An ESRC press release (via Medical News Today, 1 Dec) highlights a new study that explores offenders’ (self-reported, post hoc) reasons for committing street robbery:
Financial gain is far from being the only motivation for violent street robbery in the UK. It is often carried out because of a sheer desire to fight, to put right perceived injustice, to increase “street cred” or even just for “kicks.” This emerges from a new study funded by the Economic and Social Research Council (ESRC).
[…] Professor Trevor Bennett, Director of the Centre for Criminology, University of Glamorgan and Dr. Fiona Brookman have provided dramatic insights into the role of street culture in the motivation and enactment of violent street crime. They interviewed 120 offenders, average age 26, of whom one third said they had been arrested 50 times or more.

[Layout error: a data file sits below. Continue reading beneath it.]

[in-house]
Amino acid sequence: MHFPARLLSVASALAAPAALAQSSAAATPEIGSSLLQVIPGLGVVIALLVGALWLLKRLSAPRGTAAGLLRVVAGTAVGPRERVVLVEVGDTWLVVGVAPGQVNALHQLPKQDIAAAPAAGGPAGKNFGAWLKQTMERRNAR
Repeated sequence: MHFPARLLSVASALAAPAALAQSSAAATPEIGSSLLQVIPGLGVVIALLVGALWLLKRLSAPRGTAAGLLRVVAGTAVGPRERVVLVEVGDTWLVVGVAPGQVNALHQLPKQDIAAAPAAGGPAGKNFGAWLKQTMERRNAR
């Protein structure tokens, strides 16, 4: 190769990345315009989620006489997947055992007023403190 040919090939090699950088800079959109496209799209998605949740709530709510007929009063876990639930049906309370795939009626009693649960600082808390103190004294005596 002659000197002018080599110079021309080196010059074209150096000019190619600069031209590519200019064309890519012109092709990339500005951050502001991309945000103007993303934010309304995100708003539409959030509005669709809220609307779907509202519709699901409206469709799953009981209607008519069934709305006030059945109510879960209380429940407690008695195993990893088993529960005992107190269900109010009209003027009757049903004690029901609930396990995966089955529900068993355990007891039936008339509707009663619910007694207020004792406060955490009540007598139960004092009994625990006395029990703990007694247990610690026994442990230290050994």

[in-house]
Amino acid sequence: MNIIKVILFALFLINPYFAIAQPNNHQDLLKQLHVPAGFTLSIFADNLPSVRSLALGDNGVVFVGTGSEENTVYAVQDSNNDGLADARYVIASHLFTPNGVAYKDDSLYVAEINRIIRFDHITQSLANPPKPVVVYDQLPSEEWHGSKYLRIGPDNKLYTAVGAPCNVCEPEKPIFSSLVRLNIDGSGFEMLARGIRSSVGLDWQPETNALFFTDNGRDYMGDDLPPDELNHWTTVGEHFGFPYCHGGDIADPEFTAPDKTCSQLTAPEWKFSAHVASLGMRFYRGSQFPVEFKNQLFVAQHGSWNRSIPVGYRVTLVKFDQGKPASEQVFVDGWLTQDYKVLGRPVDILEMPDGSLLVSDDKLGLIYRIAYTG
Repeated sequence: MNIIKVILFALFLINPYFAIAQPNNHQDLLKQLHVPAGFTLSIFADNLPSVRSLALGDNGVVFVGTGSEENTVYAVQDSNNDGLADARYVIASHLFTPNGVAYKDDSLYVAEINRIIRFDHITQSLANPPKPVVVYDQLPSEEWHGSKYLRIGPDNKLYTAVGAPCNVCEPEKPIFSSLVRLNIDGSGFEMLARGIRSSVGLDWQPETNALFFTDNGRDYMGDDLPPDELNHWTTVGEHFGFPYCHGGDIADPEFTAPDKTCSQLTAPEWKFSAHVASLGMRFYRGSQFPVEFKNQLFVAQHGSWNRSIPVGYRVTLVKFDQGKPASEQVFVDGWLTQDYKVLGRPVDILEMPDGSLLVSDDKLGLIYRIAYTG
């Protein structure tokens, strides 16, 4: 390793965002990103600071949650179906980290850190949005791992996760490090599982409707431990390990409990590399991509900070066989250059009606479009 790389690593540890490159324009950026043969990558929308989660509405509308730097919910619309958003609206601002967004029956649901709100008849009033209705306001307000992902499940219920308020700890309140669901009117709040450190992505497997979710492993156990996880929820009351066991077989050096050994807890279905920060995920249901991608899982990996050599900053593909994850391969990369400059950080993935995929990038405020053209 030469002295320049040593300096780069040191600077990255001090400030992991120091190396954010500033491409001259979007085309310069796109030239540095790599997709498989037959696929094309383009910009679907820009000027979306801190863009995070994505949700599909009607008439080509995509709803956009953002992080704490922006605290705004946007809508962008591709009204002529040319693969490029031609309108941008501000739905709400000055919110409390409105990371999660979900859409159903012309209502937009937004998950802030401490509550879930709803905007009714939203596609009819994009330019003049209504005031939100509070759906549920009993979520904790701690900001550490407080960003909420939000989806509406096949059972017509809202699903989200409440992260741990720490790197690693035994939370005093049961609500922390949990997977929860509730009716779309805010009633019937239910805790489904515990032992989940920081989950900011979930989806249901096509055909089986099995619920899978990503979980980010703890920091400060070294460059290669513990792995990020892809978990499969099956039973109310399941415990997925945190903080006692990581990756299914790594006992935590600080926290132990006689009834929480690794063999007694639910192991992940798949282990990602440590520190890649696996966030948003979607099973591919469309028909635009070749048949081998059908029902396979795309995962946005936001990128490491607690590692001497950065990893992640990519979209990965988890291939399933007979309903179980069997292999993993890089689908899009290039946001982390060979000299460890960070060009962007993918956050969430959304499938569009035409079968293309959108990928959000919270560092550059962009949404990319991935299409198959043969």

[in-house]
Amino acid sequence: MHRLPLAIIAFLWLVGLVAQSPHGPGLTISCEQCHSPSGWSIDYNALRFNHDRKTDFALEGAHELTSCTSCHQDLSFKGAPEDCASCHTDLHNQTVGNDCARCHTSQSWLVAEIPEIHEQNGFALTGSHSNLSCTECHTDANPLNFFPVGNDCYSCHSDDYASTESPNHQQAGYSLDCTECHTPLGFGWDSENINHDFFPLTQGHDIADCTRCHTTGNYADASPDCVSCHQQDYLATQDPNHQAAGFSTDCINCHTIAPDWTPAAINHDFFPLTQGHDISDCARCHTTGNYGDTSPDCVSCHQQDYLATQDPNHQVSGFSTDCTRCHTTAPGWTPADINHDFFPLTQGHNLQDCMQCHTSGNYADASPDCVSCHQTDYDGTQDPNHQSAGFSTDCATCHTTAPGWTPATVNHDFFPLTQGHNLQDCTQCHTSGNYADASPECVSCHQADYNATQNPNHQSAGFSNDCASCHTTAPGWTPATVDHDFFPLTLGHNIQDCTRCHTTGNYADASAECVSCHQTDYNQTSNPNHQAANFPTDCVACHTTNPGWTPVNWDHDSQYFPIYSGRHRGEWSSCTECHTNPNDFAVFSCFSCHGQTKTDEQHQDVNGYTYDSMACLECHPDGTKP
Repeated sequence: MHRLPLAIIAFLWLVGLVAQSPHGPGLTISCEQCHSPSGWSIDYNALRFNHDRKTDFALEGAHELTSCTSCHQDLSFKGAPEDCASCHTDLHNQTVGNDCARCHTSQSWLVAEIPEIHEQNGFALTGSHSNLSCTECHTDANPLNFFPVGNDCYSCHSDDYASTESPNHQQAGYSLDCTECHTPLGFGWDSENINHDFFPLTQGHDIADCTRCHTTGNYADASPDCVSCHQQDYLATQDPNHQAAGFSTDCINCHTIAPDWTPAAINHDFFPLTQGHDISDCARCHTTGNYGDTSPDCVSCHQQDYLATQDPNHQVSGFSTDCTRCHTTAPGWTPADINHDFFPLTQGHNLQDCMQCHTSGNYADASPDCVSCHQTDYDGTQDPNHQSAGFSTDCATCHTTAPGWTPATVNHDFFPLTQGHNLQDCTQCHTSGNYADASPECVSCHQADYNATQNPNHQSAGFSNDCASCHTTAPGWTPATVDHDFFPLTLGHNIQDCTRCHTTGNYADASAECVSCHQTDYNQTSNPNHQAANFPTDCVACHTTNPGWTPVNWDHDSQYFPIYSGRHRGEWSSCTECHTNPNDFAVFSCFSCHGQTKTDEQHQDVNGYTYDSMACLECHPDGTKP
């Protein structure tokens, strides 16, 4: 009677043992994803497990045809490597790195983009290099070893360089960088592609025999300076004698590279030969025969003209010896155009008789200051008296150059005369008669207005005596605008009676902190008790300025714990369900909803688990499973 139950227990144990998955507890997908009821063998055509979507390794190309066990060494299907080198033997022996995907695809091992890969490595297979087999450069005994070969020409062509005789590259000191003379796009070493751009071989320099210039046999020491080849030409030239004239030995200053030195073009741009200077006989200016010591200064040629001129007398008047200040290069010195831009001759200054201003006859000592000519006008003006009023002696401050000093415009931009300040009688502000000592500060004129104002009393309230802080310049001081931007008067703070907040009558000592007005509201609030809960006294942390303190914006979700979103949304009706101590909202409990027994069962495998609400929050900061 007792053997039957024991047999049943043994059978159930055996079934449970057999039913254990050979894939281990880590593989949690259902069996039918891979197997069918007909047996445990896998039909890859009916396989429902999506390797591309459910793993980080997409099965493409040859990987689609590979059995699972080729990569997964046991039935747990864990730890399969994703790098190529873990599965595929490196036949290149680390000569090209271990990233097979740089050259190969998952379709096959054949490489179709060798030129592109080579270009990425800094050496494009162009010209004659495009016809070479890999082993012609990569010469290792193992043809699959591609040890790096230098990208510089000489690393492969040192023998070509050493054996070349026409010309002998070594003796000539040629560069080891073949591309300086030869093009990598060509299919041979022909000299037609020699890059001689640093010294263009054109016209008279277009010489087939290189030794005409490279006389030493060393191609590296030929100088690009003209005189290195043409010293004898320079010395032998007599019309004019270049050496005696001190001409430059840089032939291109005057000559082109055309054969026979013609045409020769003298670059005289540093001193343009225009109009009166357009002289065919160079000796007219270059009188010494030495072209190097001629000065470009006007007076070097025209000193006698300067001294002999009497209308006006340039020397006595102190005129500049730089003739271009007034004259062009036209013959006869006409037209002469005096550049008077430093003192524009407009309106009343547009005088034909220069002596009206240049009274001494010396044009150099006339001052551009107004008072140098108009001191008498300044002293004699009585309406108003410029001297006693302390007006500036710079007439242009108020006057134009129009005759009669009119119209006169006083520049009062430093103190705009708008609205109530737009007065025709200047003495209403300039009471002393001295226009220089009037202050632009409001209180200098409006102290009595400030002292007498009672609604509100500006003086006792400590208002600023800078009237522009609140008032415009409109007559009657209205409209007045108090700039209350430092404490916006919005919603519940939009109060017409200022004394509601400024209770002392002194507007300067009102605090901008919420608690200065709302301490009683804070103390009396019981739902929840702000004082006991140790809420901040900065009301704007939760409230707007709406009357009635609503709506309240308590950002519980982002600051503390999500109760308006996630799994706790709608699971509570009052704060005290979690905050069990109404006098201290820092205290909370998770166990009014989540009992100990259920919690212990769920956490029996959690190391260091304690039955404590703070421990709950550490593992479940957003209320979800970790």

Motivations identified included:
- financing a party lifestyle, usually involving drugs
- financing the purchase of non-essential, status-enhancing items (such as cars)
- for the ‘buzz’ (including from overpowering the victim);
- through anger and the desire to start a fight, “with cash being taken only as an afterthought”;
- as a kind of revenge (righting perceived wrongs).
[…] Professor Bennett says, “The decision to commit street robbery can be explained in part by particular characteristics of the street culture. This finding is important because British research has tended to explain robbery in terms of rational choice and to focus instead on the role of cost-reward calculations. Our research suggests that any explanation must primarily take into account cultural factors associated with life on the street.”
Reference: Trevor Bennett, Fiona Brookman, Richard Wright (2006). A qualitative study of the role of violence in street crime. End of award report.